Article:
On August 12, 1928, the television equipment was moved from Pilot's Brooklyn laboratory to the WRNY transmitter house at Coytesville. A receiver was set up a quarter of a mile (400 m) away. The first subject televised was John Geloso's wife. The test ran from 5:43 to 6:30 PM with John Geloso and WRNY station engineer, John Maresca, also taking turns in front of the camera. A second test was conducted at 11 PM.[31] The New York Times reported this successful test and said the regularly scheduled broadcast would start on August 13, although technical problems delayed this until August 21.[32] The receiver was moved to Hugo Gernsback's Manhattan apartment on Riverside Drive about 5 miles (8 km) from the transmitter. At 10 PM on August 14, John Geloso turned on the set and viewed an image of his wife sitting before the camera in Coytesville. There were problems with synchronizing the spinning disk but a clear image could be seen for six or seven seconds at a time.[33]

The "Today on the radio" section of the August 21, 1928, edition of The New York Times showed 9 television programs on the schedule for WRNY.[34] That night, the first public demonstration of WRNY television was held in Philosophy Hall at New York University to an audience of radio engineers, scientist and newspaper reporters. About 500 people passed before the television to see the image of Mrs. Geloso: "Mrs. Geloso closed her eyes, opened and closed her mouth and moved side to side. The images were about one and one-half inches [3.8 cm] square, but were magnified by a lens to twice that size."[35]

Homemade television receivers[edit]

Complete television receiver connected to an ordinary radio

On July 4, 1928, The New York Times reported that in the past two weeks WRNY had received more than 2,000 letters requesting more information about the television broadcast. Hugo Gernsback stated: "The letters have come alike from radio listeners, wireless experimenters and home set builders who wish construction details about the apparatus required to intercept the television broadcast."[36]

Television transmission using the shortwave bands could be received in New York City in early 1928, and Experimenter Publishing's magazines had been printing detailed descriptions of television receivers since 1927. The specialized parts to build a television were available that August. A New Jersey radio supply company, Daven, sold a complete television receiver kit for $100; the scanning disk was $10 and the neon bulb was $11.50.[37] Raytheon advertised their "Kino-Lamp" and "Foto-Cell" for engineers and amateurs building televisions.[38] The complexity of the television was typical of the construction projects published in Radio News every month so some experimenters had a set ready for the early August broadcast. The publication of detailed plans for the WRNY receiver in October would have increased the number of built sets. The exact number of home televisions in 1928 is unknown, with Hugo Gernsback estimating that the New York area had around 2000 receivers.[31]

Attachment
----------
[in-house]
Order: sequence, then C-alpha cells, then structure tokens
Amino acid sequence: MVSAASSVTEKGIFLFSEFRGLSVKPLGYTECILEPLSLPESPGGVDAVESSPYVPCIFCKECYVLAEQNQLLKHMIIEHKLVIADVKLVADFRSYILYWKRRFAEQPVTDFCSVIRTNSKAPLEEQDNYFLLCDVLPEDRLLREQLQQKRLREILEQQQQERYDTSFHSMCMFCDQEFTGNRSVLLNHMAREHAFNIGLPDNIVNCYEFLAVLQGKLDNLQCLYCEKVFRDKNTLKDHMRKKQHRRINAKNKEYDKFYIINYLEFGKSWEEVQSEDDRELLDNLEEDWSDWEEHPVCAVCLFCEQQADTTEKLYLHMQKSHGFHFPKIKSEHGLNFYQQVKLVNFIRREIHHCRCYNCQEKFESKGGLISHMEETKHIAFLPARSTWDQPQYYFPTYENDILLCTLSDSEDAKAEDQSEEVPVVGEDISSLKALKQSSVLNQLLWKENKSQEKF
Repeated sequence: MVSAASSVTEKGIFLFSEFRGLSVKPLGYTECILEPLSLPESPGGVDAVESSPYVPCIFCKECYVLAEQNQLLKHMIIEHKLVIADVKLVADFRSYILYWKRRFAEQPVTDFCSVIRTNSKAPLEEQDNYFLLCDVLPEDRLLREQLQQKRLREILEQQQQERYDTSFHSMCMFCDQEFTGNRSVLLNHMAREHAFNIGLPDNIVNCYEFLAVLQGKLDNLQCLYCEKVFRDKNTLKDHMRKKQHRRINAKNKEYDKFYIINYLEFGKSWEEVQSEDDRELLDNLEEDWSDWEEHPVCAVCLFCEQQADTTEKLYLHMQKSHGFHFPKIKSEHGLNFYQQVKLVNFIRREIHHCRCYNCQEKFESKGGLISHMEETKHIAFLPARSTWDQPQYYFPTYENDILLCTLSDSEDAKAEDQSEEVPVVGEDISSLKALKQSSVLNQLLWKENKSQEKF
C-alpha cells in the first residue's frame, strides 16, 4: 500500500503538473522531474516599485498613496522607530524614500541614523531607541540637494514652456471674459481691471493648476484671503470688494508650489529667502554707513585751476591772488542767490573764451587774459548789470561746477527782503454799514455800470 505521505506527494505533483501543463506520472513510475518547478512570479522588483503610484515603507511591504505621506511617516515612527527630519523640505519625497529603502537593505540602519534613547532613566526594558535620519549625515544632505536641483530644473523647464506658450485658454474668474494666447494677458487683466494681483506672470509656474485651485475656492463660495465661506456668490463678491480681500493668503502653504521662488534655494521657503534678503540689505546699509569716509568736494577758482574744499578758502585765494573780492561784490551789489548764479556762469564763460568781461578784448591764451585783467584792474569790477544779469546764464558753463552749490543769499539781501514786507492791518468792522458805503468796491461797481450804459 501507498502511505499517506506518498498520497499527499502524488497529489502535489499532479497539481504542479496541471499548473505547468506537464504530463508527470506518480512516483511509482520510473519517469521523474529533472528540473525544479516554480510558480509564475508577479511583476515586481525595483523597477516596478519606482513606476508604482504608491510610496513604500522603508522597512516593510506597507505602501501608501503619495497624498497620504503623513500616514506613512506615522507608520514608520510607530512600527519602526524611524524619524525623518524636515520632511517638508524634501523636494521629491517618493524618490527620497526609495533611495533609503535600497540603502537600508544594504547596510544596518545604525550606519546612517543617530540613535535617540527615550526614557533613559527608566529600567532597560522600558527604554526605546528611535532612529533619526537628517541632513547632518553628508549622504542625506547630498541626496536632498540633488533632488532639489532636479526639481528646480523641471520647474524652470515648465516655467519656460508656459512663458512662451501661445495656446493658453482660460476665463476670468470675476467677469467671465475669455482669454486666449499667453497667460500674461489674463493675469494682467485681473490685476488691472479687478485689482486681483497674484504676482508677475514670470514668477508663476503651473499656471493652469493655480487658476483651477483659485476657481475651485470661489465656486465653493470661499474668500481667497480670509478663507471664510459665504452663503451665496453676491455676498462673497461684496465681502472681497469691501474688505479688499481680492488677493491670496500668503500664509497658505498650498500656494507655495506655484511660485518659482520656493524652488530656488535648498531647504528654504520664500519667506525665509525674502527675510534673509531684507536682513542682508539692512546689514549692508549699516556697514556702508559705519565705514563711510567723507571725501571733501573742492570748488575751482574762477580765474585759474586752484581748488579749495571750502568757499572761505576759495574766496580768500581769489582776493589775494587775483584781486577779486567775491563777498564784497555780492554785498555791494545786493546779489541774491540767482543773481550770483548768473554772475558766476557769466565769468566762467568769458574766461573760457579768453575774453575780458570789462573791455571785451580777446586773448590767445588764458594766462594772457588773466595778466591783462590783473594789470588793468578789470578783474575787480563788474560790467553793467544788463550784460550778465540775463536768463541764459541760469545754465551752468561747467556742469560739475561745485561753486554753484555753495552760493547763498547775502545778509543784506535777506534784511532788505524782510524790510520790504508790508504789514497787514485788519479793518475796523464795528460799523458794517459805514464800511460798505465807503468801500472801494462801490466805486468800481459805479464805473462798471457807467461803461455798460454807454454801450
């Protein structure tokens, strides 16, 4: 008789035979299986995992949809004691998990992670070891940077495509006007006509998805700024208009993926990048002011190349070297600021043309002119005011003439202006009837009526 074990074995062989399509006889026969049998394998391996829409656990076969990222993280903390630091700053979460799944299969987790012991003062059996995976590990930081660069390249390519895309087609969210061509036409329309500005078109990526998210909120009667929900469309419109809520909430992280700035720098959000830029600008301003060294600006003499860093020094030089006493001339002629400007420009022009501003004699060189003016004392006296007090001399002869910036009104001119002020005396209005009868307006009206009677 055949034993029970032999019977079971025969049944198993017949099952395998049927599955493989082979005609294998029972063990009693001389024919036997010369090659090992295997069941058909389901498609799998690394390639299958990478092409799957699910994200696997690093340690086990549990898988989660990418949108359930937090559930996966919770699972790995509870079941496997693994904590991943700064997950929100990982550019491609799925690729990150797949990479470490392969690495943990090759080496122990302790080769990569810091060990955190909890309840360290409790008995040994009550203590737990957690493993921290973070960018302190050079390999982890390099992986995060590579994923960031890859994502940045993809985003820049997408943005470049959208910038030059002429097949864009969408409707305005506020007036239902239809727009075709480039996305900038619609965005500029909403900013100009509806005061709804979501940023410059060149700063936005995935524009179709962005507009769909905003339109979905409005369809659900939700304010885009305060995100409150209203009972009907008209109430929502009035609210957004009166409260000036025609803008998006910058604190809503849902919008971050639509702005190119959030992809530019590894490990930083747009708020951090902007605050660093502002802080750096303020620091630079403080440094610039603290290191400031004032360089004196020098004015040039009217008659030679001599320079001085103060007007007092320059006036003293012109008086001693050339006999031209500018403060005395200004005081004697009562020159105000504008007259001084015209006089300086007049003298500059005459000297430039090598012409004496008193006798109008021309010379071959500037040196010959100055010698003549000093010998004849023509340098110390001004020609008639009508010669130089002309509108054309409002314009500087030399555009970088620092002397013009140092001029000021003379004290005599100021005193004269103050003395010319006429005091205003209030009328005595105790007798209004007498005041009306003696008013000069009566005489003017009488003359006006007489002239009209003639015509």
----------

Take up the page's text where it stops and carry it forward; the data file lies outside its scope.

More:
November 1928 WRNY television receiver schematic. The three vacuum tubes (V1, V2 and V3) amplified the radio output to drive the neon lamp.

The November 1928 issues (on the newsstand October 10) of Science and Invention[39] and Radio News[40] had detailed plans for building a receiver. However, Hugo Gernsback warned potential viewers that this early television receiver was for experimenters and "radio bugs", and not suitable for the general public.

The WRNY homemade television receiver consisted of a modified TRF radio receiver. This was an AM band receiver for WRNY transmissions, and a shortwave set for other television stations of the day. After the detector stage, the receiver required a three-tube television adapter, consisting of a resistance-coupled preamplifier and a power amplifier, with the power amplifier driving the neon lamp. A typical adapter had two preamplifier stages and one power amplifier stage. The adapter drove a neon lamp and a 24-inch (61 cm) Bakelite disk. The disk had 48 holes in a spiral pattern, with a neon bulb mounted behind the disk and replacing the radio loudspeaker.

Using a tuning fork to synchronize a home made experimental television receiver (November 1928)

The cover illustration of the November 1928 issue of Science and Invention featured an experimenter operating one of the homemade television receivers, who was shown using a 125-hertz tuning fork to adjust the scanning wheel speed. Looking through the vibrating tuning fork, a stationary line pattern on the hub indicated when the wheel was spinning at 450 RPM. The proper speed is not the only requirement, as the receiver's disk must also match the angular position of the television station's scanner disk. (Most mechanical television stations used scanners instead of cameras to pick up the talent.) To make both disks align, the viewer pressed a button to adjust the receiving disk's speed.

With homemade sets, maintaining synchronization was a major concern. A receiver with a fan ("universal") motor required the viewer to manually synchronize picture reception. The scanner at the television studio used a synchronous motor. With the same type synchronous motor, the receiver is far easier to keep in step, which is made much easier if both the studio scanner and the home are running off power from the same AC power grid, for with synchronous motors on the same grid, receiver sync is automatic, and the user must then only frame the picture. The variable resistors (R6 and R7 in the construction schematic) controlled the motor speed. The switch boosted the speed of the disk to synchronize it with the camera. To achieve 7.5 image frames per second, the receiver's disk, being rotated by standard household fan motor, needed to spin at 450 rpm. An external, variable resistor controlled the motor speed.

The Federal Radio Commission was concerned about television broadcasts on the AM radio band, and the possible interference with standard audio broadcasts. On November 2, 1928, the FRC limited television broadcast to shortwave stations above 1500 kHz. The broadcast would be limited to a 10 kHz bandwidth and for periods of not more than one hour per day. They were not allowed between 6 PM and 11 PM. The commission would review television broadcasting in January 1929.[41][42]